A reader after my own heart. A teacher after my own heart. I hope she never forgets to write in the margins.Paris, 2013 108

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Filed under Books, Commentary, HIstorical Fiction, Humor, Jenny Lawson's Blog, Literary Fiction, Teacher, Used Books, Writing, Writing Advice

Fireside Chats in Springtime

 

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Silly me. I had this idea to write a WWII-era literary fiction novel a while back. Quite a while back.

I spent a lot of time researching in between writing scenes. I felt I had a decent grasp on the time period; my dad was a WWII marine—I grew up waking to The Marine Corps Hymn–and though I majored in English, not history, I spent a good deal of time learning about and teaching the Holocaust to my eighth-grade classes when I taught The Diary of Anne Frank. I even wrote a YA novel about a Polish boy falling in love in war-torn Poland for my Master’s thesis in creative writing.

I’d just need to check a few dates here and there, maybe read a few more books and immerse myself in the movies and music of the 1940s, and presto! I’d be good.

Not so true.

What is true is that old saying about “the more you learn, the more you realize how much you don’t know.” Today’s epiphany: Go Deeper. I stumbled into going deeper today almost by accident. I was looking up a few Roosevelt quotes for a scene in my manuscript where my protagonist listens to the president on the radio. Just a few lines, you know, to add realism and texture to the scene.

                                                                                                Paris to home 2013 033   GO DEEPER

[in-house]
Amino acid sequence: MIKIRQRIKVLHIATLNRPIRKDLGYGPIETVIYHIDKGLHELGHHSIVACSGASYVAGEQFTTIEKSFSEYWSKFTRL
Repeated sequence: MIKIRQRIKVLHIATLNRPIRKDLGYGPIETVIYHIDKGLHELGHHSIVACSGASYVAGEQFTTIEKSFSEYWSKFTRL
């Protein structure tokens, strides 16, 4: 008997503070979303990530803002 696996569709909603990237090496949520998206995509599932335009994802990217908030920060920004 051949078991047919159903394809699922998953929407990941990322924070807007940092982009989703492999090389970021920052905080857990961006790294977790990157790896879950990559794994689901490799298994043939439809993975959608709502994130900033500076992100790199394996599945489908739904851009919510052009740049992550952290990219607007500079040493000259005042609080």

And I find myself, hours later, too torn up to write the scene. I’ll write it tomorrow, or maybe the next day. You see, I found recordings of Franklin D. Roosevelt speaking to the American public. I listened to them. Then I found recordings of the broadcasts made by the journalists who had followed him throughout his long presidency talking about him on the day of his death.

These recordings are priceless. You will need Kleenex. And maybe a dog. Or a loved one nearby. Luckily, my protagonist has a hankie, a dog, and a brother.

Fireside Chat           (Not my photo)                 Silly me? Yes. But also grateful me.

If you haven’t done so, and you’re interested, go to http://www.fdrlibrary.marist.edu/archives/collections/utterancesfdr.html to get started.

Three dates you might be interested in:

January 11, 1944: Radio Address to the Nation- State of the Union message to Congress (30 min.)

November 2, 1944: Campaign radio speech from the White House—“The World is Rising” (15 min.)

December 24, 1944: Christmas Eve Address (5 mins.) Make sure to stay tuned for The National Anthem that immediately follows.

Rachel “Lori” Pohlman, Copyright2016

 

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Filed under Fireside Chats, HIstorical Fiction, Literary Fiction, President Franklin D. Roosevelt, Radio, Research, Uncategorized, World War II, Writing